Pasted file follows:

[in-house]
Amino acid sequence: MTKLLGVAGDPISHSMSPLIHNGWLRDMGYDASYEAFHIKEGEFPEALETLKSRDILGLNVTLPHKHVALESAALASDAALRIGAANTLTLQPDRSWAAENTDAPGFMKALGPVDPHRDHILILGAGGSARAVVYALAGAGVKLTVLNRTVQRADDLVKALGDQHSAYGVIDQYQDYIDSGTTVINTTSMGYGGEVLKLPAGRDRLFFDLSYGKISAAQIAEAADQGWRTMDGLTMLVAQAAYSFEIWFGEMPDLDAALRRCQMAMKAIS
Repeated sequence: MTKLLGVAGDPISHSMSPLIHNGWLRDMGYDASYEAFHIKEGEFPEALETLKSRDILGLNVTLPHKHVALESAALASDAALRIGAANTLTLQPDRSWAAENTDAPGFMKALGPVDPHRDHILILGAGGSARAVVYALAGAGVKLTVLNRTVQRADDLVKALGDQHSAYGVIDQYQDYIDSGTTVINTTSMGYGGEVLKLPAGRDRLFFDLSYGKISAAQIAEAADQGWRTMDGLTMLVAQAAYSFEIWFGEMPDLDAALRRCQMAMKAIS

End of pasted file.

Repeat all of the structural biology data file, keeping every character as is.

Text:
[in-house]
Amino acid sequence: MTKLLGVAGDPISHSMSPLIHNGWLRDMGYDASYEAFHIKEGEFPEALETLKSRDILGLNVTLPHKHVALESAALASDAALRIGAANTLTLQPDRSWAAENTDAPGFMKALGPVDPHRDHILILGAGGSARAVVYALAGAGVKLTVLNRTVQRADDLVKALGDQHSAYGVIDQYQDYIDSGTTVINTTSMGYGGEVLKLPAGRDRLFFDLSYGKISAAQIAEAADQGWRTMDGLTMLVAQAAYSFEIWFGEMPDLDAALRRCQMAMKAIS
Repeated sequence: MTKLLGVAGDPISHSMSPLIHNGWLRDMGYDASYEAFHIKEGEFPEALETLKSRDILGLNVTLPHKHVALESAALASDAALRIGAANTLTLQPDRSWAAENTDAPGFMKALGPVDPHRDHILILGAGGSARAVVYALAGAGVKLTVLNRTVQRADDLVKALGDQHSAYGVIDQYQDYIDSGTTVINTTSMGYGGEVLKLPAGRDRLFFDLSYGKISAAQIAEAADQGWRTMDGLTMLVAQAAYSFEIWFGEMPDLDAALRRCQMAMKAIS